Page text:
Tuesday, June 05, 2007

He gets it....

Dan Baum has been blogging from New Orleans for the New Yorker since August 30, 2005 and has just left the city. In his final journal post, he yearns for the city....

“Do You Know What It Means To Miss New Orleans?” an old song asks; another reminds us, “You don’t know what you got ’til it’s gone.” Since Katrina, I’ve often been asked (though never by someone in New Orleans) why the country should bother rebuilding it. Is it really worth the billions it would take to protect this small, poor, economically inessential city, which is sinking into the delta muck as global warming raises the sea around it? But the question of “whether” has been settled—New Orleans is rebuilding itself, albeit slowly, fitfully, and imperfectly. Now it’s only a matter of how and how long. That is better news than perhaps the rest of America fully understands.


It’s the American way to focus on the future—we are dreamers and schemers, always chasing the horizon. Looking forward has made us great, but it comes at a price. .... New Orleanians, on the other hand, are excellent at the lost art of living in the moment. √Čtienne stopped at our house one afternoon to drop off some papers he wanted me to see. No, he said, he couldn’t stay; someone was waiting for him downtown. But we got to talking, and gradually moved to the chairs on the porch. We had a beer. The shadows lengthened as the day cooled, the jasmine across the street smelled sweet, and a few houses away someone was practicing the saxophone. Margaret brought out a dish of almonds. We all had another beer. It was dark by the time √Čtienne left. And here’s the true miracle of New Orleans: the person waiting for him downtown no doubt had an equally pleasant couple of hours, and √Čtienne surely paid no social penalty for being late.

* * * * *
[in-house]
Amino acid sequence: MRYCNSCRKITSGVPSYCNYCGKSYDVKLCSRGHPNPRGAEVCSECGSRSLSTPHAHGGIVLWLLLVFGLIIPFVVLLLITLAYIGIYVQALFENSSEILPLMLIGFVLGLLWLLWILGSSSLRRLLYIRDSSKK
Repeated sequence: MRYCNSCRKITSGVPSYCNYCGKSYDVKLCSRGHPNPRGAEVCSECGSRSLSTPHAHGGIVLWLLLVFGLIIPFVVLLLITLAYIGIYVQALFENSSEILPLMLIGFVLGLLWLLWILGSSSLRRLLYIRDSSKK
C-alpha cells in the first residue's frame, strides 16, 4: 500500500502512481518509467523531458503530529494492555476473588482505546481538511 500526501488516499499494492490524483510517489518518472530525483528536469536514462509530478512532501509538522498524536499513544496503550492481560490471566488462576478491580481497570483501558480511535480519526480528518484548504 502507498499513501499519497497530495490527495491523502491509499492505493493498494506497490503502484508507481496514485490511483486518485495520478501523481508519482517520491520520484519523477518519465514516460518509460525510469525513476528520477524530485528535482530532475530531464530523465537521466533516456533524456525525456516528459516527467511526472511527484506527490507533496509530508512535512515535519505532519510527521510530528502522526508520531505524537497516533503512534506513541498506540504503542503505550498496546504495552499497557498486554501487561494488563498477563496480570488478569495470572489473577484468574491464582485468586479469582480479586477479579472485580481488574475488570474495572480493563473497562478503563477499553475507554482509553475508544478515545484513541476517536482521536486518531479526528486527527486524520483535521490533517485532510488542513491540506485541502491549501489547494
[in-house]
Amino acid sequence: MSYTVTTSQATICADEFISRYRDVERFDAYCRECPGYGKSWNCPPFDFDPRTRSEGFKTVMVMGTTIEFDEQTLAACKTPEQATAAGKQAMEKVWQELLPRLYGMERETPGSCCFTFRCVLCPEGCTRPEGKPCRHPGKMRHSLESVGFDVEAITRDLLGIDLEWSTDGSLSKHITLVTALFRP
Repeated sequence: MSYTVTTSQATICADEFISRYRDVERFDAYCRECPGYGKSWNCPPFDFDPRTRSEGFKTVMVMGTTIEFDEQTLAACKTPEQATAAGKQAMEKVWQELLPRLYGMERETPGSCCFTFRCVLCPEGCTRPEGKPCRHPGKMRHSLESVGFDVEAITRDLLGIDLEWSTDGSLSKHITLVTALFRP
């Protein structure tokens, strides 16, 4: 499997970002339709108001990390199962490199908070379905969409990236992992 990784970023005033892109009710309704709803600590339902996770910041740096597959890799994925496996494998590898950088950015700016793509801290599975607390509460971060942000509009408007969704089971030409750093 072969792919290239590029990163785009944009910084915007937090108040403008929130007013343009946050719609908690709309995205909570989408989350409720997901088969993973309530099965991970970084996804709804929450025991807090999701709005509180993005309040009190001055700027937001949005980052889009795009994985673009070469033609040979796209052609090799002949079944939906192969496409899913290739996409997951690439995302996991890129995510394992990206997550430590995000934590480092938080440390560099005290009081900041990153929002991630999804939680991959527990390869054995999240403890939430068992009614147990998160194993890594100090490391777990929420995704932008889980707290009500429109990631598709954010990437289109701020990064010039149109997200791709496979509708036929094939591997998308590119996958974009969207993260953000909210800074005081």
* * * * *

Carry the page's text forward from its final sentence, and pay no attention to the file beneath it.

.....
Right before Katrina, a Gallup poll found more than half of New Orleanians “extremely satisfied” with their lives, despite the city’s wretched state, a higher percentage than in any other city surveyed. New Orleanians have more time than money, and they like it that way...... I can tell you that, wherever we live, I’m comforted knowing that New Orleans is there. It’s no exaggeration to say that, without New Orleans, the United States would be lost.


Thanks, Dan. Godspeed.

1 comment:

Anonymous said...

I found this radio interview about his stay in the city. New Orleans claims another victim. You can tell he has lost his heart to the city.
http://www.radioopensource.org/notes-from-new-orleans/
doctorj